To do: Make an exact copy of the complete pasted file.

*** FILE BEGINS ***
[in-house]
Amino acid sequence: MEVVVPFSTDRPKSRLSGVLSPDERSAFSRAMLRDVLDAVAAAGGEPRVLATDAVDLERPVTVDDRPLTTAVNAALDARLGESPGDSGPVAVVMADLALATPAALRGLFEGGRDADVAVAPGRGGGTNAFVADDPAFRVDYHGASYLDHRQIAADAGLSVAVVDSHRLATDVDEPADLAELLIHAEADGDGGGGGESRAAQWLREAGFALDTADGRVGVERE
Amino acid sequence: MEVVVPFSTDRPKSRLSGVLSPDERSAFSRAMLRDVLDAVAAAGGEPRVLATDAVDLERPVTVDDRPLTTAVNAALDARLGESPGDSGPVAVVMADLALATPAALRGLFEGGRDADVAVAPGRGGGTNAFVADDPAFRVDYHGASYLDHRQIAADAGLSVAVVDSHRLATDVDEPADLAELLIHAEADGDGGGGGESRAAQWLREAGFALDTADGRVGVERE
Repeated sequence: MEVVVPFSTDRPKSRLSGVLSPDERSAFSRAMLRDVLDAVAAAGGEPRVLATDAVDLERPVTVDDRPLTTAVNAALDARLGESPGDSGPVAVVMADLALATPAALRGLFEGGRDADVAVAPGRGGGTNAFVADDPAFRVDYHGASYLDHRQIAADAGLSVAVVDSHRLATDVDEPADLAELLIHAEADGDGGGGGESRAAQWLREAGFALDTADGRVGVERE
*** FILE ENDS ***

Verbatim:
[in-house]
Amino acid sequence: MEVVVPFSTDRPKSRLSGVLSPDERSAFSRAMLRDVLDAVAAAGGEPRVLATDAVDLERPVTVDDRPLTTAVNAALDARLGESPGDSGPVAVVMADLALATPAALRGLFEGGRDADVAVAPGRGGGTNAFVADDPAFRVDYHGASYLDHRQIAADAGLSVAVVDSHRLATDVDEPADLAELLIHAEADGDGGGGGESRAAQWLREAGFALDTADGRVGVERE
Amino acid sequence: MEVVVPFSTDRPKSRLSGVLSPDERSAFSRAMLRDVLDAVAAAGGEPRVLATDAVDLERPVTVDDRPLTTAVNAALDARLGESPGDSGPVAVVMADLALATPAALRGLFEGGRDADVAVAPGRGGGTNAFVADDPAFRVDYHGASYLDHRQIAADAGLSVAVVDSHRLATDVDEPADLAELLIHAEADGDGGGGGESRAAQWLREAGFALDTADGRVGVERE
Repeated sequence: MEVVVPFSTDRPKSRLSGVLSPDERSAFSRAMLRDVLDAVAAAGGEPRVLATDAVDLERPVTVDDRPLTTAVNAALDARLGESPGDSGPVAVVMADLALATPAALRGLFEGGRDADVAVAPGRGGGTNAFVADDPAFRVDYHGASYLDHRQIAADAGLSVAVVDSHRLATDVDEPADLAELLIHAEADGDGGGGGESRAAQWLREAGFALDTADGRVGVERE